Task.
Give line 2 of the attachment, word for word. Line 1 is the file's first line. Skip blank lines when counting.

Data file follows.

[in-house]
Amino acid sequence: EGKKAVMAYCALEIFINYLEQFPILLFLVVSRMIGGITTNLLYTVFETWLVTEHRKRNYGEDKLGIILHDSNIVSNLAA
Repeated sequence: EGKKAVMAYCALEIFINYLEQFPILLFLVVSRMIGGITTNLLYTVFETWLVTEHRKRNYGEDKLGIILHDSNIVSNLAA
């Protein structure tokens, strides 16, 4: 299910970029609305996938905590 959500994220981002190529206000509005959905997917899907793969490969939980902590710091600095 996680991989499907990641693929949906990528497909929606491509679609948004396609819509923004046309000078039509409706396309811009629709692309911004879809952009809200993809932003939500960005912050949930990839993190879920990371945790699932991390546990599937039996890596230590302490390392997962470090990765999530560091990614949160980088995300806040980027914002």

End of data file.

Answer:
Amino acid sequence: EGKKAVMAYCALEIFINYLEQFPILLFLVVSRMIGGITTNLLYTVFETWLVTEHRKRNYGEDKLGIILHDSNIVSNLAA